John Kerry says US 'won't have coal' by 2030

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U.S. climate envoy John Kerry said Tuesday in Scotland that America, which boasts the world’s largest economy, will stop burning coal sometime within the next nine years.

“By 2030 in the United States, we won’t have coal,” Kerry told Bloomberg editor-in-chief John Micklethwait during an interview at the COP26 climate conference in Glasgow. “We will not have coal plants.”

Climate envoy John Kerry speaks during a press briefing at the White House in Washington on Jan. 27, 2021. (AP Photo/Evan Vucci, File)

Discussing a shift from coal, Kerry placed emphasis on markets being a driving force behind more cost-effective power sources like renewables and natural gas. Kerry also reaffirmed his support of the Biden administration’s goal to eliminate all carbon emissions from the U.S. power grid by 2035.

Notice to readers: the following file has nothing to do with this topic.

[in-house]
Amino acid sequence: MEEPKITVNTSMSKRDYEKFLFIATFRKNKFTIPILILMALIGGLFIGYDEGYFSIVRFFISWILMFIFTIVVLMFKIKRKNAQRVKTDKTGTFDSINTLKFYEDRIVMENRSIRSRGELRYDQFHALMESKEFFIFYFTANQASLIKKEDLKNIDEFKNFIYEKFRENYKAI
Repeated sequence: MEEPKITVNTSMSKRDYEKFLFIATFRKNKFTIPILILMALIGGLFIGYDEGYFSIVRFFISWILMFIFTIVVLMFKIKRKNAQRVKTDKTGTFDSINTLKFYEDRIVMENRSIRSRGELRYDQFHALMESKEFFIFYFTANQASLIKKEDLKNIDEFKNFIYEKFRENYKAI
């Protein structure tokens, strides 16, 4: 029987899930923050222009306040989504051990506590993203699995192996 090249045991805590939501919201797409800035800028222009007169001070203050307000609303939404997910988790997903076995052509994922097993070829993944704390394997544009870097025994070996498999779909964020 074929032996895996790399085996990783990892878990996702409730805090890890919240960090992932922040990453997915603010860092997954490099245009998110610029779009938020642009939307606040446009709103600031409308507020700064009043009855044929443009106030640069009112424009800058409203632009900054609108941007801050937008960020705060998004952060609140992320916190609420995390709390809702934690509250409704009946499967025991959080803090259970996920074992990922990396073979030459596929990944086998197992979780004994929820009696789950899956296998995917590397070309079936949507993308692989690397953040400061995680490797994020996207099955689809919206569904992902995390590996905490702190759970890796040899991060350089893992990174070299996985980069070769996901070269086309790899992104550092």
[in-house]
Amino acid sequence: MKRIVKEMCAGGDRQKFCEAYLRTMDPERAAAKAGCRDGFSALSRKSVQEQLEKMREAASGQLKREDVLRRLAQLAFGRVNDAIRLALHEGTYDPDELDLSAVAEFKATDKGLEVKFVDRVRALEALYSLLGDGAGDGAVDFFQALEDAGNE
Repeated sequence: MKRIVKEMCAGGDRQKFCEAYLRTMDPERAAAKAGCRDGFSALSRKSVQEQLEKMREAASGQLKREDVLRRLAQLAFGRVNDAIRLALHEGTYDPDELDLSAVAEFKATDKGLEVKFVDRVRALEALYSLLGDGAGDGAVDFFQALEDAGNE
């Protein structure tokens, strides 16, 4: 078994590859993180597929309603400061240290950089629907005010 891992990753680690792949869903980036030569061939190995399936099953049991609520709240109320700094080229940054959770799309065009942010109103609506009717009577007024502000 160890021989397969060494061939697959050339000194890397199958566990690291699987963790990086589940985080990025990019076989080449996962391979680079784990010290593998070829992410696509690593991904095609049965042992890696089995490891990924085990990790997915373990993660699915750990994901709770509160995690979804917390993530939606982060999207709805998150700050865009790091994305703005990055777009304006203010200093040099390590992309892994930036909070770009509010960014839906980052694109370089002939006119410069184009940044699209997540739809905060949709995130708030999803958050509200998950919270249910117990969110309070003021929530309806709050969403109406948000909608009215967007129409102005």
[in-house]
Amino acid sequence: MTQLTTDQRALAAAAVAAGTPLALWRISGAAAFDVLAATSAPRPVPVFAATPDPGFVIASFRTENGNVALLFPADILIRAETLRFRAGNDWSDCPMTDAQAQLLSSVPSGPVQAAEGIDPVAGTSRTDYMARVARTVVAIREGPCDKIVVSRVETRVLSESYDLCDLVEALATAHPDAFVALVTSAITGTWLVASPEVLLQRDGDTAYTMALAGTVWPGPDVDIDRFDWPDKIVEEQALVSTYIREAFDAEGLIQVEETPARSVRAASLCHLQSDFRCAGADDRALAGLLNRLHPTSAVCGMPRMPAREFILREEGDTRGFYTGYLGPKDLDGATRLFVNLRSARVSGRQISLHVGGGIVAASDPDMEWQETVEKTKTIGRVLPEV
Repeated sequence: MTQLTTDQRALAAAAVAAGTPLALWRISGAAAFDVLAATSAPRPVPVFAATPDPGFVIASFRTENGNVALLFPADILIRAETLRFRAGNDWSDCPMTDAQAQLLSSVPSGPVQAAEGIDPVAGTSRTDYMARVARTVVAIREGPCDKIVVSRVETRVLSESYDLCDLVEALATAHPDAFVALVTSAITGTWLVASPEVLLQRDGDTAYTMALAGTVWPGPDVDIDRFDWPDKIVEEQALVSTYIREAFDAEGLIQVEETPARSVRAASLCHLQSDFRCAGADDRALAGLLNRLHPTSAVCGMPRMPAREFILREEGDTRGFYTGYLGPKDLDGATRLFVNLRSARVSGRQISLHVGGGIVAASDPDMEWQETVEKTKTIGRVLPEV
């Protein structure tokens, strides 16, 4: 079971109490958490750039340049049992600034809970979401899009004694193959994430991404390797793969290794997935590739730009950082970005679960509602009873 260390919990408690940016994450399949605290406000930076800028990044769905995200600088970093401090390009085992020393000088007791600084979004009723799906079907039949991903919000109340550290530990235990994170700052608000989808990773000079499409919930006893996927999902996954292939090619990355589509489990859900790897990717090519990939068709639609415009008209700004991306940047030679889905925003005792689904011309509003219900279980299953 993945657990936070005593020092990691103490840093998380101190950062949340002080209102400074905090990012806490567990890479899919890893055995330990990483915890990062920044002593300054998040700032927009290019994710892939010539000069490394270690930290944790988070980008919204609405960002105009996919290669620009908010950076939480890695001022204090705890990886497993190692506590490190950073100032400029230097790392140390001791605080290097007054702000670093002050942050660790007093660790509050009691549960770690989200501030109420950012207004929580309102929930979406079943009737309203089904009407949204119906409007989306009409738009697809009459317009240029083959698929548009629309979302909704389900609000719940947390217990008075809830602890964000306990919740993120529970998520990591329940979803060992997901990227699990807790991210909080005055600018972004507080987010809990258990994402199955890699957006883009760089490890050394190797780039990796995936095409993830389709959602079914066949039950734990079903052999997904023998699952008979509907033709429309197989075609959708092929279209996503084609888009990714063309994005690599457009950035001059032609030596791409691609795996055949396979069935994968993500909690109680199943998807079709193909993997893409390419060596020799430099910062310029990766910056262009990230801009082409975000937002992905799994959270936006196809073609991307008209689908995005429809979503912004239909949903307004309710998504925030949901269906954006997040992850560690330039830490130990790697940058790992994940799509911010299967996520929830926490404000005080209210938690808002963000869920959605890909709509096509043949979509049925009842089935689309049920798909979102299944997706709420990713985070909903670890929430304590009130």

A truck hauls 250 tons of coal to the surface of the Spring Creek mine near Decker, Montana, on April 4, 2013. (AP Photo/Matthew Brown, File)

“We’re saying we are going to be carbon-free in the power sector by 2035,” Kerry said. “I think that’s leadership. I think that’s indicative of what we can do.”

The Dave Johnson coal-fired power plant is silhouetted against the morning sun in Glenrock, Wyoming, on July 27, 2018.
(AP Photo/J. David Ake)

Coal makes up roughly 10% of U.S. energy consumption, according to the latest data from the U.S. Energy Information Administration. The data also revealed that fossil fuels – petroleum, natural gas and coal – made up an estimated 79% of total U.S. primary energy production last year.

Fox News did not receive an immediate response from the Department of Energy.

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